The proliferation of all types of live broadcasting through social media these days, specifically Facebook and Instagram, got Mister Boomer wondering about live broadcasts in the boomer years. Surely, he recalls, there were many TV shows that broadcast live. As it turns out, Mister B remembered correctly. TV was a technological marvel of the boomer era, when the majority of households were finally able to afford TV sets, and broadcasting technology had produced a degree of quality that made people want to watch. Boomers grew up with a burgeoning television industry, but today’s kids don’t know a world where there was no internet.

Prior to the appearance of the first practical videotape, it was common practice for TV shows — from sitcoms to news — to be broadcast live. Like radio before it, television began with live broadcasts. A good portion of scheduled programming was locally-based, so live broadcasts did not have to worry about time scheduling conflicts. The alternative was to use film, like movies. A few famous shows, like I Love Lucy (1951) and Gunsmoke (1955), did employ this method.

A key year in the movement away from live TV broadcasting was 1958. Experiments with forms of videotape had been around in various forms even before the War, but the first practical use of it did not evolve until 1951. At that point, it was far too expensive to purchase equipment and tape itself to be a practical replacement for live or filmed broadcasting. By 1958, the television industry began the shift to videotape, signaling the slow retreat from live broadcasting to arrive at where we are today. Boomers recall 1960s sitcoms opening or closing with a voiceover stating that the show was “taped before a live studio audience.” As shows began using videotape, some were accused of using laugh tracks. The voiceover disclaimer was an effort to dispel that notion to give the TV audience more of the feel of the early days of live broadcasting.

Boomers may not realize it, but they bore witness to many historical events when they were broadcast live on their family TV. Here are a few:

• September 4, 1951: The country’s first national, coast-to-coast live TV broadcast featured President Harry Truman’s opening speech at the Japanese Peace Treaty Conference in San Francisco.

• January 14, 1952: The Today Show debuted, live, to East Coast and Central time zone customers. The show continued live until 1958.

• September-October 1960: The Kennedy-Nixon Debates were the first presidential debates that were televised, and were broadcast live. These debates were instrumental in setting John Kennedy on the path to the White House.

• July 23, 1962: Thirteen days after the launch of the Telstar satellite, the first transatlantic live television broadcast was relayed to a receiving station in England. President Kennedy was to give a short speech for the transmission, but due to its orbit around the Earth, there was only a 20-minute period of time the satellite could be used as a relay. That time window appeared earlier than scheduled, so the first transatlantic broadcast was of a baseball game between the Philadelphia Phillies and the Chicago White Sox, live from Chicago’s Wrigley Field.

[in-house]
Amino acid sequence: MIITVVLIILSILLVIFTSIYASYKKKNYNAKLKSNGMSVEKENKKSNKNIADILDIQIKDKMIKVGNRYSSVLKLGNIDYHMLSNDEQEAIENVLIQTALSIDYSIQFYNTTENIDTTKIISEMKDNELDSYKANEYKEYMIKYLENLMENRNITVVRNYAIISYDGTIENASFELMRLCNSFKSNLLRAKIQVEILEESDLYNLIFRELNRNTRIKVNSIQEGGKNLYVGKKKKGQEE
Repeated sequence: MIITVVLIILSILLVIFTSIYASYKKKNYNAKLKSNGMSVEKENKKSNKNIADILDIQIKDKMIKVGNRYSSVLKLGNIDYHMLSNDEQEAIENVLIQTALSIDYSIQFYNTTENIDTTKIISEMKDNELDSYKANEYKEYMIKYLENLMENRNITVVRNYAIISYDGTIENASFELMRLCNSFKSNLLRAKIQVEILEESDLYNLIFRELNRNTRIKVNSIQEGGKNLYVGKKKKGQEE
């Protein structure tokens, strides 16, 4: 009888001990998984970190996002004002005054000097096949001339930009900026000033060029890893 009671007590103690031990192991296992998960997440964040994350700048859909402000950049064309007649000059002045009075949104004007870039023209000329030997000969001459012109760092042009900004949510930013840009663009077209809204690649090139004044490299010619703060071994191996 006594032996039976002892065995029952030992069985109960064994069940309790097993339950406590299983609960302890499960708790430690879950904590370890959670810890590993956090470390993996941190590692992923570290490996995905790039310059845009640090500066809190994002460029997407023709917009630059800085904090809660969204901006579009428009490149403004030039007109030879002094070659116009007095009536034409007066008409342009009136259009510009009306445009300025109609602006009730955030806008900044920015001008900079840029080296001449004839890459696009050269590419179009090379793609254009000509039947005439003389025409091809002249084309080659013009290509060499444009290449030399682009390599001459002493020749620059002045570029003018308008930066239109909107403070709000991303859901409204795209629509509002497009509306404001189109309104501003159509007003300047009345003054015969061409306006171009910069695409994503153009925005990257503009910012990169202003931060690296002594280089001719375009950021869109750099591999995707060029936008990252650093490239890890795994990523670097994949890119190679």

• November 24, 1963: Following the assassination of President Kennedy the day before, a live broadcast of suspected assassin Lee Harvey Oswald as he was being moved to a county jail caught the shooting of Oswald by Jack Ruby. Oswald was killed, and Ruby, a Dallas nightclub owner, subdued and arrested, on live television.

• November 25, 1963: JFK’s funeral was broadcast live to the country.

• December 24, 1968: As the Apollo 8 spacecraft circled the moon for the ninth time, astronauts Frank Borman, James Lovell and William Anders gave the Earth its first look at an Earthrise view appearing above the lunar surface, live on TV. To mark the occasion on Christmas Eve, the astronauts, in turn, read passages of the biblical creation story from the Book of Genesis in the King James Bible.

• July 21, 1969: The world watched — live — as astronaut Neil Armstrong became the first man to walk on the moon.

Mister Boomer clearly remembers most of these live historical broadcasts, including the Nixon-Kennedy Debates, the shooting of Lee Harvey Oswald, JFK’s funeral and the first moon walk. Mister B was at a family Christmas party when the broadcast images of the Earth rising over the moon from Apollo 8 flickered on his uncle’s black and white television.

The next time a grandchild asks what you, as a boomer, watched before the advent of live social media, you know what to tell them.

How about you, boomers? Any live television memories stand out for you?